, Volume 36, Issue 7, pp 759–768 | Cite as

Ponatinib for Treating Acute Lymphoblastic Leukaemia: An Evidence Review Group Perspective of a NICE Single Technology Appraisal

  • Matt Stevenson
  • Abdullah Pandor
  • Jean Hamilton
  • John Stevens
  • Clare Rowntree
  • Marrissa Martyn-St James
  • Andrew Rawdin
  • Ruth Wong
Review Article


As part of its single technology appraisal (STA) process, the UK National Institute for Health and Care Excellence (NICE) invited the manufacturer (Incyte Corporation) of ponatinib (Inclusig®) to submit evidence of its clinical and cost effectiveness for previously treated Philadelphia-chromosome-positive acute lymphoblastic leukaemia (Ph+ ALL) and chronic myeloid leukaemia. This paper focusses on Ph+ ALL. The School of Health and Related Research Technology Appraisal Group at the University of Sheffield was commissioned to act as the independent evidence review group (ERG). This article presents the critical review of the company’s submission by the ERG and the outcome of the NICE guidance. The clinical-effectiveness evidence in the company’s submission was derived from a phase II, single-arm, open-label, non-comparative study. Given the lack of comparative evidence, a naïve indirect comparison was performed against re-induction chemotherapy comparing major cytogenetic response and complete remission. Best supportive care (BSC) was assumed to produce no disease response. Despite the limited evidence and potential for biases, this study demonstrated that ponatinib was likely to be an effective treatment for patients with Ph+ ALL. The company submitted a state transition model that analysed the incremental cost effectiveness of ponatinib versus re-induction therapy and BSC for the treatment of Ph+ ALL in patients whose disease is resistant to dasatinib, who are intolerant to dasatinib and for whom subsequent treatment with imatinib is not clinically appropriate or who have the threonine-315-isoleucine mutation. This population was further subdivided into those who were suitable for allogeneic stem cell transplant (allo-SCT) and those who were not. The company’s revised economic evaluation, following the clarification process, estimated incremental cost-effectiveness ratios (ICERs) in those suitable for allo-SCT of £31,123 per quality-adjusted life-year (QALY) gained for ponatinib compared with re-induction chemotherapy and £26,624 per QALY gained compared with BSC. For those for whom allo-SCT was unsuitable, the company-estimated ICER compared with BSC was £33,954 per QALY gained. Following a critique of the model, the ERG undertook exploratory analyses that, when combined, produced a range in ICERs (due to uncertainty of the most appropriate overall survival function) of dominant (being less expensive and providing more QALYs) to £11,727 per QALY gained compared with re-induction chemotherapy and between £7892 and £31,696 per QALY gained compared with BSC for those in whom allo-SCT was suitable. For those in whom allo-SCT was not suitable, the ERG estimated that ponatinib was dominant. During the consultation period, the company agreed a revised patient access scheme (PAS) that reduced the ICER ranges to £7156 to £29,995 per QALY gained versus BSC and to less than £5000 per QALY gained versus re-induction chemotherapy. In people for whom allo-SCT was unsuitable, ponatinib dominated BSC. The NICE appraisal committee concluded that ponatinib is a cost-effective use of UK NHS resources in the considered population, subject to the company providing the agreed discount in the PAS.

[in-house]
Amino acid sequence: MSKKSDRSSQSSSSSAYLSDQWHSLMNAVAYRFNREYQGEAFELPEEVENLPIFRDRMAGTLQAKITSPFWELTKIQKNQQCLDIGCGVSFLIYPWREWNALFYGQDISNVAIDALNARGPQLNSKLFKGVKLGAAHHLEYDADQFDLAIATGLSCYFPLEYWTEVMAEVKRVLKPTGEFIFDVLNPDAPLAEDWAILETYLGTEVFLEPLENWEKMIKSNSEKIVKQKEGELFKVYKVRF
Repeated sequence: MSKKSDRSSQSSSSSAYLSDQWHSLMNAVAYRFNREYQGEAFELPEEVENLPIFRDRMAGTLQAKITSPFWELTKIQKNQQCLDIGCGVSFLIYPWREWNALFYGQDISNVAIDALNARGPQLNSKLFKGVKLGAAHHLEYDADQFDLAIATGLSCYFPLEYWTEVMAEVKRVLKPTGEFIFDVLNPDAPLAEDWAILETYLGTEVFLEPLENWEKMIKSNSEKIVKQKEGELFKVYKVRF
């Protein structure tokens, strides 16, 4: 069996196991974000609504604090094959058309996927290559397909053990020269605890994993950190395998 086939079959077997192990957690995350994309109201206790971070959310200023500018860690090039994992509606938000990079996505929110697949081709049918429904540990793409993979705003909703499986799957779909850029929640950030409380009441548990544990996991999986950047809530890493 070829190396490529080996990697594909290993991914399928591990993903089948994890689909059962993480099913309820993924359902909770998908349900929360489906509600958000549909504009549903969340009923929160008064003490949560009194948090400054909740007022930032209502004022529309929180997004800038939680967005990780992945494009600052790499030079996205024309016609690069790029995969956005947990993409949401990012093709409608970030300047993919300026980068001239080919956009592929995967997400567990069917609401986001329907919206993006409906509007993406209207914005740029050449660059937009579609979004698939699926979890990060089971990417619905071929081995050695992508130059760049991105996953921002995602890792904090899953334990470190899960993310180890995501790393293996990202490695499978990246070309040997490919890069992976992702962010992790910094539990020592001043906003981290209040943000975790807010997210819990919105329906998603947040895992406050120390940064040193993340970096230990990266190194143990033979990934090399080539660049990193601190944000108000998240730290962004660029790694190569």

This summary of the ERG report was compiled after NICE issued the FAD. All authors have commented on the submitted manuscript and have given their approval for the final version to be published. The views and opinions expressed therein are those of the authors and do not necessarily reflect those of NICE or the Department of Health. Any errors are the responsibility of the authors.

Author Contributions

Matt Stevenson and Andrew Rawdin critiqued the mathematical model provided and the cost-effectiveness analyses submitted by the company. Abdullah Pandor and Marrissa Martyn-St James critiqued the clinical-effectiveness data reported by the company. Jean Hamilton and John Stevens critiqued the statistical aspects of the submission and the analyses performed by the company. Ruth Wong critiqued the literature searches undertaken by the company. Clare Rowntree provided clinical advice to the ERG throughout the project. All authors were involved in drafting and commenting on the final document. Matt Stevenson acts as the guarantor of the manuscript. This summary has not been externally reviewed by PharmacoEconomics.


This project was funded by the National Institute for Health Research (NIHR) Health Technology Assessment Programme (Project Number 16/51/11). Visit the HTA programme website for further project information (

Compliance with Ethical Standards

Conflict of interest

Dr Clare Rowntree undertook some consulting work in 2015–2016 for ARIAD Pharmaceuticals, the manufacturer of ponatinib. This work resulted in an authored published abstract in a health economics journal. MS, AP, JH, JS, MMSJ, AR, RW have no conflicts of interest to declare.


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Copyright information

© Springer International Publishing AG, part of Springer Nature 2018

Authors and Affiliations

  1. 1.School of Health and Related Research (ScHARR)University of SheffieldSheffieldUK
  2. 2.University Hospital of WalesCardiffUK

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